Careers in Youth Marketing

Trend Spotter

Trend Spotters are design experts who scout the streets of major cities looking for new trends in fashion and culture. They will use their observations to help companies produce new products that reflect the most popular looks. There are a very limited number of these jobs, but their influence on the marketplace is huge.

Education/Experience

Trend spotters are not required to have degrees in marketing, but a background in marketing will be helpful. They will need to identify the styles that will be most marketable as products. Many trend spotters have training in fashion design and an esoteric personal style.

Average Salaries of Youth Marketers

  • Trend Spotter
    entry level - $20,000-$40,000
    after 10 years - $60,000-$120,000
  • Brand Manager
    entry level - $35,000-$65,000
    after 10 years - $70,000-$140,000
  • Copywriter
    entry level - $40,000-$60,000
    after 10 years - $60,000-$90,000

Source: www.glassdoor.com

Brand Manager

Brand managers plan and implement all of the advertising related to a specific brand. Many brands are oriented exclusively to a youth market. The brand manager will need to study the youth of the day and find the most effective way to connect with them through marketing.

Education/Experience

All brand managers will need to have degrees in marketing. Many have advanced degrees as well as supplemental education in communications or psychology. A brand manager will typically have years of professional experience marketing the same products or industries.

Copywriters

Copywriters use the written word to help sell products and services. Any text, whether written or spoken, will have been created by a copywriter to illicit a certain response in the consumer of that ad. Youth marketing often uses the phrases, slogans, and slang of young people to help connect with this demographic.

Education/Experience

Copywriters will not be required to have a degree in marketing. Many enter the field after studying English or communications. A strong command of the English language and a portfolio of past work will be necessary for any copywriter looking for work.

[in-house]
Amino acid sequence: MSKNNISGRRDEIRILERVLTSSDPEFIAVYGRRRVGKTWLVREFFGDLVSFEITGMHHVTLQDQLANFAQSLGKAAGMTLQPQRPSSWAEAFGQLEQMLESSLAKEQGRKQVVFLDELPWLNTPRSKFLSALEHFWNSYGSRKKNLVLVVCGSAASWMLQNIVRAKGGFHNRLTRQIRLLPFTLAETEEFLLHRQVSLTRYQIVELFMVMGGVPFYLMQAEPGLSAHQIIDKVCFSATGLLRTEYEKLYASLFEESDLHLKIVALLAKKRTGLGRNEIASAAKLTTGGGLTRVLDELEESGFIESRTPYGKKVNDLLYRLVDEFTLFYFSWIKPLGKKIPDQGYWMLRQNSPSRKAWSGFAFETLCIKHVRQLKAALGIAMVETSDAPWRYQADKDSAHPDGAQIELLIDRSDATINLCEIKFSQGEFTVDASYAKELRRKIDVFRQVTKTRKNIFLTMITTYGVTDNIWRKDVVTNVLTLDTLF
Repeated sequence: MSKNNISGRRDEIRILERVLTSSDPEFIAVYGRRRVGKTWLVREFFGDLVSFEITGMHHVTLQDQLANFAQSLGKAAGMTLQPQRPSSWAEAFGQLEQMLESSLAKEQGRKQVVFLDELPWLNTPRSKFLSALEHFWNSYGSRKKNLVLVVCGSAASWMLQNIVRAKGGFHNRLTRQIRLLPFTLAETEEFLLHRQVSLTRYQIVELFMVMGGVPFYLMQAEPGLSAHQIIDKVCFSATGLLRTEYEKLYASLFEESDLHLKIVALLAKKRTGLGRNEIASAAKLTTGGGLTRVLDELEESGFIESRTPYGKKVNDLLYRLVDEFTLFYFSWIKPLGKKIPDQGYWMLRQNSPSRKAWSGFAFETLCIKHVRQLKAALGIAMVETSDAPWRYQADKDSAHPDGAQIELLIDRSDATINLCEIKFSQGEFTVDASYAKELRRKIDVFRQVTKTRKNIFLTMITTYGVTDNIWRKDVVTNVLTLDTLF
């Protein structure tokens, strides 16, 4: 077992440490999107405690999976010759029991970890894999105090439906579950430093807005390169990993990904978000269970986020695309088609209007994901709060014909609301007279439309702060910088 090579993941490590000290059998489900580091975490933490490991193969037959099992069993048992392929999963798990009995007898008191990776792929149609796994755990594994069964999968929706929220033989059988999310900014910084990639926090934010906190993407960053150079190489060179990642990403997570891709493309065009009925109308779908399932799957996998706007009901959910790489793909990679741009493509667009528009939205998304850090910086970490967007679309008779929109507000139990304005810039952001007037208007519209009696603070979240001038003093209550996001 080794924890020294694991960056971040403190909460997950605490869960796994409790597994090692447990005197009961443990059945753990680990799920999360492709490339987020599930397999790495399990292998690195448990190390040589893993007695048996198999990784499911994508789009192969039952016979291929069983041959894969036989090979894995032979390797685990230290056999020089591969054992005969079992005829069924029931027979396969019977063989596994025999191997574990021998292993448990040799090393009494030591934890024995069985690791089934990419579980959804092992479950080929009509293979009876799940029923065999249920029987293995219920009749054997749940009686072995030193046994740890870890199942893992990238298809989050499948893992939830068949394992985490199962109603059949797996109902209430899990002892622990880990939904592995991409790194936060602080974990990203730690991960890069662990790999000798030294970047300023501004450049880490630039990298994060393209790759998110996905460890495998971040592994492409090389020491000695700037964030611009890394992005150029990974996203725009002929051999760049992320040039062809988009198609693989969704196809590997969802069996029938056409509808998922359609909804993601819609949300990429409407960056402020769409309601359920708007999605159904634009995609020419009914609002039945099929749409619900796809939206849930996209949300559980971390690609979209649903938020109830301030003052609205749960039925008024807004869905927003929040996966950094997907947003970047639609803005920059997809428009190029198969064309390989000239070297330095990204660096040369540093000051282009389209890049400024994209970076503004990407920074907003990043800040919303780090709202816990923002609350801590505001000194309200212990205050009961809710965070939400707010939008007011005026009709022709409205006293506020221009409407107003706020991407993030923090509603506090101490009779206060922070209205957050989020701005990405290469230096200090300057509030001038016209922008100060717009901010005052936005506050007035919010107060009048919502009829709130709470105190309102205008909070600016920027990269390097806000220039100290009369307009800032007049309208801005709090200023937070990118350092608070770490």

How Can a Degree in Marketing Help You Find a Job in Youth Marketing?

Marketing changes quickly, but some things remain constant. As long as kids have money to spend, there will be advertisers reaching out to them. The best way for marketers to connect with the youth of the future is to get a degree in marketing from a four-year college or an MBA or Master’s in Marketing. Find schools offering marketing degree programs.

Decades of research into youth marketing has produced a number of proven strategies that work for companies in any industry or era. Students who enter marketing programs will get special access to this pool of knowledge. They will receive training on how to conduct market research, use new media, segment customers, and speak the language of the young. Courses will require them to develop mock ads that will challenge them to think like real marketers. Graduates from marketing programs have the skills and experience they will need to lead the ad campaigns of the future.

Marketing to College Students

The average college student has to juggle their coursework, with a vibrant social life, and the challenge of living on their own for the first time. With so much competing for their attention, it can be a difficult demographic for marketers to reach out to. The chart below, based on data from Barnes & Noble College Marketing illustrates the advertising methods that college students believe they are most influenced by. Surprisingly, email and TV ads make a much stronger impression than social media or mobile advertising. New media marketing may get more attention, but TV is still the best way to connect with students.